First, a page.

Do Behavior Interviews Make You Sweat?
Three easy steps help you succeed.
November 15, 2007
by Deborah Walker, CCMC
Behavioral interviews often make candidates sweat with anxiety. But, with the right interview preparation, you can turn any nightmare behavioral question into an opportunity to sell yourself. Before your next interview, learn the following three steps to perfecting your behavioral interview responses.
Some of the most challenging interview questions are found in behavioral interviews. These interviews are designed to test your abilities in three ways:
Behavioral interviews can be disastrous if you don't know how to prepare for them. And you really do need to be prepared.
Sample Interview Questions
For many employers, it is critical that their staff be able to think clearly, act quickly and stay calm in a fast-moving, ever changing work environment. Employers want to know how much stress you can take before you crack. An employee with low tolerance for stress may increase the workload for others while destroying team spirit among colleagues — a one-two punch that employers definitely want to avoid.
To test your stress-coping skills you may get a question like:
“Tell me about the most stressful situation you’ve encountered in your current position.”
Additionally, employers want to hire people who are cooperative, easy to work with and willing to respect leadership. An organization that runs like a team is a more productive, efficient workplace. Increased employee synergy also leads to low employee turnover.
To find out how well you work with others you might be asked:
“Tell me about a time when you strongly disagreed with your team?”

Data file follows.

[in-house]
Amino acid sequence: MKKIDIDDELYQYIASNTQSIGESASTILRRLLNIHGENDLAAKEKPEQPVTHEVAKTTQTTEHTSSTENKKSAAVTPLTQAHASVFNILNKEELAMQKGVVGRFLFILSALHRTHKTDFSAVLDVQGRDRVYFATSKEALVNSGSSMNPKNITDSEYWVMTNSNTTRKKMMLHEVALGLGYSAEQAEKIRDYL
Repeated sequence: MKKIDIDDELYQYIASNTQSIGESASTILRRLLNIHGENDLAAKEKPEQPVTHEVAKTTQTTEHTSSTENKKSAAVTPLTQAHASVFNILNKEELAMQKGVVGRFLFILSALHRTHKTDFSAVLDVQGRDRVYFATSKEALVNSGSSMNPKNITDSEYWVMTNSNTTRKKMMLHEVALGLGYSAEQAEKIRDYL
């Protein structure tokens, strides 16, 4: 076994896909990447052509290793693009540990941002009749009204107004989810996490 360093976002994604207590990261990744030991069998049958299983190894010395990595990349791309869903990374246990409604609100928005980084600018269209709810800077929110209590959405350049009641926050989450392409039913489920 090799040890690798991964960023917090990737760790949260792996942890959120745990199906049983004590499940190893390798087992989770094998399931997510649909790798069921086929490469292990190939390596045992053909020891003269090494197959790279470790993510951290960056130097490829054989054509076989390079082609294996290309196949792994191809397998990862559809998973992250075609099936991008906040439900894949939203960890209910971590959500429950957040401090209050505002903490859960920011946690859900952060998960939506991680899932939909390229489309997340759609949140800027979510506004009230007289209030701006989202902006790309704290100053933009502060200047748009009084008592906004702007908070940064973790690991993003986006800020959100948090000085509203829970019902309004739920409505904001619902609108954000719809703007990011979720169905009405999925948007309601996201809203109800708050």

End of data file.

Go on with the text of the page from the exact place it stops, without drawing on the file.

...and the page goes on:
“Tell me about a time when you thought your boss was wrong? How did you handle it?”
Finally, employers want staff members who can resolve conflicts to gain win-win results for all concerned. When employees cannot resolve difficulties with internal or external customers, the result is stifled operational growth and depleted sales. The company’s bottom-line objectives are at stake, so employers really want to be sure they’ve made the right hiring choice.
To discover your conflict-resolution skills you might be asked:
“Tell me about a time when you had difficulty resolving a customer conflict?”
Once you understand the motivation behind such questions, you can begin mapping out a strategy for interview preparation.
How to Prepare for a Behavioral Interview
There are three steps to preparing for a behavioral interview:
For situations that did turn out well, present them based on what was accomplished, like this:
“Yes, I had to deal with a really angry customer just last week. But when I calmly asked a few questions I was able to get to the heart of her issue. I was able to fix the problem and she was happy with us again.”
With the right interview preparation, you can turn nightmare behavioral questions into opportunities to sell yourself. You’ll be seen as an employee who is able to stay calm under pressure, who works well with others to advance corporate goals and who contributes to, customer retention and revenue growth. In other words, the type of person all employers would want to hire.
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Deborah Walker, Interview Coach, offers an individualized approach to interview strategies. Her background as former executive recruiter and veteran career management coach provides an insider’s perspective on the toughest interview challenges. Visit Deb on the Web at http://www.AlphaAdvantage.com.